Name: A lot of people get creative with their Facebook group name in the hope that it will ‘stand out’ but this is not the best strategy. Your name needs to explicitly describe, in no uncertain terms, what your group is about. Facebook will help to grow your group by suggesting it to people it thinks would spend time there (remember, Facebook’s goal here is to have people spending as much time on its platform as possible). If your group has an obscure or flowery title that does not connect with your audience, you will miss out on all these new sign ups. Your name needs to instantly tell people what your group is about and what it is going to do for the person joining.
Post on your personal profile: You will most likely already have connections that could benefit from being in your group, people in a similar niche or with similar interests. Entice them with something of value. For example, tell them that you have written a short e-book or a ‘how to’ PDF that relates to what your group will be about. Once people have engaged with the post, send them to your group and deliver the content in a pinned post.
From within your group, only invite members who you think will be engaged with the content. You may be tempted to add all of your friends and family to bump up your group’s numbers but remember, Facebook prioritises engagement above all else. Therefore, if your group is full of people who never engage with your content or join discussions, you won’t benefit from Facebook’s suggestion mechanism. In summary, inviting friends and family to your group can be a great way to boost numbers, but remember, it’s only worth having them there if they’ll enjoy and engage with the content.
Engagement As we mentioned in the last point, Facebook will turbo-charge the growth of your group for you, by suggesting it to people outside your network who may benefit from joining. However, this will only happen if your group has good engagement. There are lots of ways to generate engagement, but here are a couple of ideas:
- Post divisive content that people will have strong opinions on. This doesn’t not have to be mean, nasty or, heaven forbid, political, just questions that will push a few people’s creative buttons and tempt them to jump into the conversation.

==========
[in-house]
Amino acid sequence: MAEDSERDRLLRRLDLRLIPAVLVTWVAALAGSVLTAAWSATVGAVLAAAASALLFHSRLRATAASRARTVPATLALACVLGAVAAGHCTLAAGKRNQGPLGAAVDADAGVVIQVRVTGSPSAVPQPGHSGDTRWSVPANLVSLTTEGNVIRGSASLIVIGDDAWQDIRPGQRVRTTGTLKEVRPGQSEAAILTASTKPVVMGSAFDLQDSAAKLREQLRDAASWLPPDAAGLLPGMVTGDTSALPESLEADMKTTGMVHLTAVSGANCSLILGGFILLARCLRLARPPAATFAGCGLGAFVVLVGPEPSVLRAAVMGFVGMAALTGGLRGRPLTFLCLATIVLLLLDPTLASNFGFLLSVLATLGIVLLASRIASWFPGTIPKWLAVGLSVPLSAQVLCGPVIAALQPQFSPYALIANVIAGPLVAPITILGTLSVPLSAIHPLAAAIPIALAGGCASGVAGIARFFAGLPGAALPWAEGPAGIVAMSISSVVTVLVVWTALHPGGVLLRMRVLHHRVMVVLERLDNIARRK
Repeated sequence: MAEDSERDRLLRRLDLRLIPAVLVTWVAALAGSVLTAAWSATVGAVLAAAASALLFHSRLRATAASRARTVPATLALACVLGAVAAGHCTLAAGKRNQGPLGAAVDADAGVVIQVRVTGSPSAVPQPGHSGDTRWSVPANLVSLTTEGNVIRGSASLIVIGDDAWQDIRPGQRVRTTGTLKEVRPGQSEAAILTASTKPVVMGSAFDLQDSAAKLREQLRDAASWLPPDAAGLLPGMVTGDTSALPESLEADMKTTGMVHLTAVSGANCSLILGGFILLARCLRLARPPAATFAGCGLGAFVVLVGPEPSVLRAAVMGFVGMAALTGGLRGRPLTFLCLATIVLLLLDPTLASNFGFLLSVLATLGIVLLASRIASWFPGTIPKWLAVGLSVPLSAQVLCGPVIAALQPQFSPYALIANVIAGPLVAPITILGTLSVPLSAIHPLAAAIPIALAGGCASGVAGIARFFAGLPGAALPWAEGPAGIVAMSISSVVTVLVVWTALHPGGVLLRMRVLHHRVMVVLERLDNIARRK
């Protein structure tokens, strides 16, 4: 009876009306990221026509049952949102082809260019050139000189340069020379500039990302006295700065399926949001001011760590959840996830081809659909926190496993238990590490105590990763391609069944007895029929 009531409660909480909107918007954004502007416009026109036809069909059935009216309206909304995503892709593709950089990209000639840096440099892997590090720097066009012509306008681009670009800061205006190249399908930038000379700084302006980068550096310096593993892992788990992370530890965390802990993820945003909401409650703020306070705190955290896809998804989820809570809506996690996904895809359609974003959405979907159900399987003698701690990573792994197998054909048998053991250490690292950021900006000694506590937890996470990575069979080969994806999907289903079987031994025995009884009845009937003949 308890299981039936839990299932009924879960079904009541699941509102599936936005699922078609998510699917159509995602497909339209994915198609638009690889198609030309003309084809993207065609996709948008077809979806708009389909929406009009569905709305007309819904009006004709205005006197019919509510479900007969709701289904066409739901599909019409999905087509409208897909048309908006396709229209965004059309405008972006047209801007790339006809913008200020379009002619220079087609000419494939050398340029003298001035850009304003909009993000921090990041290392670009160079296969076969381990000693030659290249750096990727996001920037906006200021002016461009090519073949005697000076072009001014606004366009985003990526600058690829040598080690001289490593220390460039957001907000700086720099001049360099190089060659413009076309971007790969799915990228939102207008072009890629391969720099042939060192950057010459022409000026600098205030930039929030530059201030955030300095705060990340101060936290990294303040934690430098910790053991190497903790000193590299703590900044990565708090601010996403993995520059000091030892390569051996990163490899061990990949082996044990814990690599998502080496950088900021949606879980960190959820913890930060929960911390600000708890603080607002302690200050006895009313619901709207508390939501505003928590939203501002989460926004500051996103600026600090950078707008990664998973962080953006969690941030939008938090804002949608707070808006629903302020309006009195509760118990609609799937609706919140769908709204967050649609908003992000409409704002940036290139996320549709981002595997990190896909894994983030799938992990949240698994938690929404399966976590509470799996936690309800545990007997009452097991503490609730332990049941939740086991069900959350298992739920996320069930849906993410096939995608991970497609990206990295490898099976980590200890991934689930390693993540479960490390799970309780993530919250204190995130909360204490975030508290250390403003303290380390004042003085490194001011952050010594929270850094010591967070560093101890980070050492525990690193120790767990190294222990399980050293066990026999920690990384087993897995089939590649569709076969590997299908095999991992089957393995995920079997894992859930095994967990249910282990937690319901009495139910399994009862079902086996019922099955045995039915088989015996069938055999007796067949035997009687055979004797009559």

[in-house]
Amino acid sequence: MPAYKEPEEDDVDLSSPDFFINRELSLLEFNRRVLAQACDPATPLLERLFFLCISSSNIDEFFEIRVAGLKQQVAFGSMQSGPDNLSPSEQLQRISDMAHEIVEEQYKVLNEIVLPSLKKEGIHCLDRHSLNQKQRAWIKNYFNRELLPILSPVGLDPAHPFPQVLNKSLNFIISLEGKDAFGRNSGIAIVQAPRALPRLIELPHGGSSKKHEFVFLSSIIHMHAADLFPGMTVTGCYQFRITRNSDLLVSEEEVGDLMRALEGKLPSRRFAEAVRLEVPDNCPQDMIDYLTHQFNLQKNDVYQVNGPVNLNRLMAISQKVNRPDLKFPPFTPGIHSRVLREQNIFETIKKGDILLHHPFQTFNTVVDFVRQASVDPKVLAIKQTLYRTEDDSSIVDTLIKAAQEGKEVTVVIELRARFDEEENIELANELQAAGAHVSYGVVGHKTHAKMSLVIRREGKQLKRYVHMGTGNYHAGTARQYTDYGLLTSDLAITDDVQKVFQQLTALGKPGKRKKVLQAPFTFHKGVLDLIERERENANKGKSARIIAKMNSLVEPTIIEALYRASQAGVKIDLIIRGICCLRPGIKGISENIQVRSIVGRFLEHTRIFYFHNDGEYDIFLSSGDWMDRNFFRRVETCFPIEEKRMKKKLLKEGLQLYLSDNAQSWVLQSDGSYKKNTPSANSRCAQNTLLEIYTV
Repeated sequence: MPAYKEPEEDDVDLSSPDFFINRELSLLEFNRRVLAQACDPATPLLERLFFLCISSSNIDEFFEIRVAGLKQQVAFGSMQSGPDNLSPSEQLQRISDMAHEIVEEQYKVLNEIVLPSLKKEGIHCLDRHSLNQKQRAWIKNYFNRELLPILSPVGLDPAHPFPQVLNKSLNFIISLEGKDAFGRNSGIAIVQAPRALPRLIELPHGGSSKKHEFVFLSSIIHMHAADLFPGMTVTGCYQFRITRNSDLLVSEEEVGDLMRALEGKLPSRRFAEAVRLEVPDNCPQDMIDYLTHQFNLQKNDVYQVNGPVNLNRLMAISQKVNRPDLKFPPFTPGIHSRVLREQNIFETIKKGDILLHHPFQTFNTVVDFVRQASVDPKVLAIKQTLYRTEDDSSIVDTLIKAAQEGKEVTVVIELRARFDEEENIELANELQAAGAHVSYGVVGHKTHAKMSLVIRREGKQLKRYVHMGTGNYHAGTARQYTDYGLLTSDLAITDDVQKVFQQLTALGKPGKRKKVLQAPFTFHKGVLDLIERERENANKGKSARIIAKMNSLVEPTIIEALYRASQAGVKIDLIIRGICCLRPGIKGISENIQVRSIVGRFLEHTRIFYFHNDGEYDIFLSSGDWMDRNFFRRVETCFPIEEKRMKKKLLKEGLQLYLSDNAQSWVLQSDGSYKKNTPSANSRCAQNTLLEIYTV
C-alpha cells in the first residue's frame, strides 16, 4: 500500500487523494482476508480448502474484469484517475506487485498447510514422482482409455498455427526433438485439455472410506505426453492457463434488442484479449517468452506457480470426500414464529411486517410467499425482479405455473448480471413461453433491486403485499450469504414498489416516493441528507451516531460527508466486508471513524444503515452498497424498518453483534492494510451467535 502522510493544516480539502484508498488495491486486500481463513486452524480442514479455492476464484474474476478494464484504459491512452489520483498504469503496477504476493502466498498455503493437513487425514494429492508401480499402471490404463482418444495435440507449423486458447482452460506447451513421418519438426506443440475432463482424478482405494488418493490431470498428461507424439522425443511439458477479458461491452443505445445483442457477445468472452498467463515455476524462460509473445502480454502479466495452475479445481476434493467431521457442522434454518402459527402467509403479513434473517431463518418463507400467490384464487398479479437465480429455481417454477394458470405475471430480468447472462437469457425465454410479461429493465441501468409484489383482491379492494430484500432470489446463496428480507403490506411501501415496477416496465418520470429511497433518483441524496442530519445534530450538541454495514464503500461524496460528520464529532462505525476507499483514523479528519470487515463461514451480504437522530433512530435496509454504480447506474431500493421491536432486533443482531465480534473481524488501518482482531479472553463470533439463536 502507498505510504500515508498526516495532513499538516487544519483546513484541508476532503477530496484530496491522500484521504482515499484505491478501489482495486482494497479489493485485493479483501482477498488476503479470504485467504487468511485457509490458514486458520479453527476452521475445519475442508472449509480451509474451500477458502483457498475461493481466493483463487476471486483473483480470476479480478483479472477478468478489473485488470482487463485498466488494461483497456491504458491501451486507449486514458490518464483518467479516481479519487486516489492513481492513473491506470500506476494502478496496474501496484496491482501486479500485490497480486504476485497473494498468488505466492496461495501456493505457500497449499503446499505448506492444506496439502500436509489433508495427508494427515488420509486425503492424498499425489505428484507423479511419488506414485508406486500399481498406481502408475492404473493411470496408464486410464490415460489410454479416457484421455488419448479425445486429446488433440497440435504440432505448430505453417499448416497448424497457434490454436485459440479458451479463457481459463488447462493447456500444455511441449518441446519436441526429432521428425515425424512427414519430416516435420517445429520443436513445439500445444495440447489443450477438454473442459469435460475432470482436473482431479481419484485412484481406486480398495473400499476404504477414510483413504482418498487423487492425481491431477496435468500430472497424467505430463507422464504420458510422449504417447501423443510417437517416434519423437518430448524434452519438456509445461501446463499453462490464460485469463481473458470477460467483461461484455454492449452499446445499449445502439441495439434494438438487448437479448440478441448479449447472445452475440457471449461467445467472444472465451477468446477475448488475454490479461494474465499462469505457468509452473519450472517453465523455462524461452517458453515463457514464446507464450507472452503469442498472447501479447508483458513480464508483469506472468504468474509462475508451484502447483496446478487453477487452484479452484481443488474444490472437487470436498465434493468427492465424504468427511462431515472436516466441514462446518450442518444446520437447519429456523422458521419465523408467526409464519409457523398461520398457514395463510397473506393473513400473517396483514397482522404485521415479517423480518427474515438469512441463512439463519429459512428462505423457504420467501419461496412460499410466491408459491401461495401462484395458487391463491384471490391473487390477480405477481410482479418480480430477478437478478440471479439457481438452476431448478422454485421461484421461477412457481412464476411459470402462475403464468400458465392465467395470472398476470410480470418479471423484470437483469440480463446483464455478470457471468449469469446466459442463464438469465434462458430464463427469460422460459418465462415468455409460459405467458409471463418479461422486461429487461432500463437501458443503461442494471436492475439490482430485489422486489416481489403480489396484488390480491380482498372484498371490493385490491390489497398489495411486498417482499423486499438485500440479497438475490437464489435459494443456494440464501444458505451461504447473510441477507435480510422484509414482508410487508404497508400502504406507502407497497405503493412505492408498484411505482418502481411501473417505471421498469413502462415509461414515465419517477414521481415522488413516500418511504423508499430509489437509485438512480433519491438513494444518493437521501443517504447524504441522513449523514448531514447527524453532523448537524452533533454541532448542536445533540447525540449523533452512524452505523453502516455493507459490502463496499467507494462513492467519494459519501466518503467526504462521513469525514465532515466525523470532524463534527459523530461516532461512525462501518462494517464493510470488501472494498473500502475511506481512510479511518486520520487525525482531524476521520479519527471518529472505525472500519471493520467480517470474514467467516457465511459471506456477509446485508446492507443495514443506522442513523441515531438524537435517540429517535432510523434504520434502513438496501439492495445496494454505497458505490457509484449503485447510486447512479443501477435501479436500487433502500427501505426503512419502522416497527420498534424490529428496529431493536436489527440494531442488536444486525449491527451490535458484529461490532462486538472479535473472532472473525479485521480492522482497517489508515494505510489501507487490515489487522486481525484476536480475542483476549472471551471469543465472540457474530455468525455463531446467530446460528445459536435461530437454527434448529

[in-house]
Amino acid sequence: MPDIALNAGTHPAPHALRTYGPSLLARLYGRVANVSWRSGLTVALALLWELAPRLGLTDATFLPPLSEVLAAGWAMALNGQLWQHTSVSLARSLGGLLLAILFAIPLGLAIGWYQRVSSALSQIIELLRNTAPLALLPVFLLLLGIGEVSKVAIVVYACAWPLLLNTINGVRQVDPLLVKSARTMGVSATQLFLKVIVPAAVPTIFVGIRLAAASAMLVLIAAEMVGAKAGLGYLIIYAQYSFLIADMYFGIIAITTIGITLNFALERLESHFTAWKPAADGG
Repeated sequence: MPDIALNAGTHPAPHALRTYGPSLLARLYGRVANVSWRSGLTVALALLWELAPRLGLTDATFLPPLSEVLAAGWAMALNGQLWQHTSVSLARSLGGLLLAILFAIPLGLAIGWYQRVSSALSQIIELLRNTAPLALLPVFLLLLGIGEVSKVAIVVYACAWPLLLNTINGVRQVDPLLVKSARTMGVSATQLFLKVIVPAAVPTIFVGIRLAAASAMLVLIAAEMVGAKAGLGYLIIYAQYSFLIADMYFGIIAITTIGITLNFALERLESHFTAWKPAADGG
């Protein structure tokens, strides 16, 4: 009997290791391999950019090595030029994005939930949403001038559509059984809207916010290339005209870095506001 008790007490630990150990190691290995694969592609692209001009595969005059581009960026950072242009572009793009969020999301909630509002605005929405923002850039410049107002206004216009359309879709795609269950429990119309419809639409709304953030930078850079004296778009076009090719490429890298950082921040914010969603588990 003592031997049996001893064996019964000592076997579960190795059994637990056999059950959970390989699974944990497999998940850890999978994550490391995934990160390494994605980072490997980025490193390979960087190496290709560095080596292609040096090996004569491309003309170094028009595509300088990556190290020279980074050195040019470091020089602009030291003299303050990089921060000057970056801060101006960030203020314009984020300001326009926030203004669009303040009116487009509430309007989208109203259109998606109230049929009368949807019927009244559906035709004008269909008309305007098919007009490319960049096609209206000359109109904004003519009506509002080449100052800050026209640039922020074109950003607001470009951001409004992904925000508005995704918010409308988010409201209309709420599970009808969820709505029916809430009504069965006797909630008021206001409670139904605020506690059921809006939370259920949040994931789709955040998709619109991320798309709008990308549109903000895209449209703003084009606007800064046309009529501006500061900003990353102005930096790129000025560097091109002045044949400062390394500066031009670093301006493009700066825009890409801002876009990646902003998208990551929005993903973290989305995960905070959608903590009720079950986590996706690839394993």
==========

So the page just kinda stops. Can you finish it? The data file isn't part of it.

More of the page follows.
- Posting valuable content. Post teasers for e-books, training, PDFs, tools etc and ask people to comment and like them in order to access the collateral.
When applied successfully, both of these strategies will allow you to demonstrate to Facebook that people like spending time in your group, thus leading them to show it to more people.
Make your group central: Make sure that your group is central to everything you are doing, whether that is a YouTube channel, website etc. This means that you want to be mentioning your group everywhere. Put links to it in emails, on your website, mention it to people that you speak to, let them know that you have created a group where people like them are interacting, engaging and growing together. Make your group a central hub or community of people around your niche.
Post value in other groups: Join groups in a similar niche to you that have a lot of interaction and members. Do not spam!! Don’t launch straight into plugging your group, you will most likely be kicked out. Provide consistent valuable information, perhaps every few days, and engage with other members of the group. Post things that make people curious about you, once you start networking people will naturally check out your profile and then on to your group. You can include a link to your Facebook group under the ‘Intro’ section of your profile (which should also include your website as well as a short bio).
Pro tip: Do you want to monetise your group? If you add joining questions to your group it not only weeds out the people that are not serious about joining, but it also allows you to asks for their email address in return for a reward (training series, free gift etc). You’ll then be able to add them to your mailing list and hopefully introduce them to your sales funnel.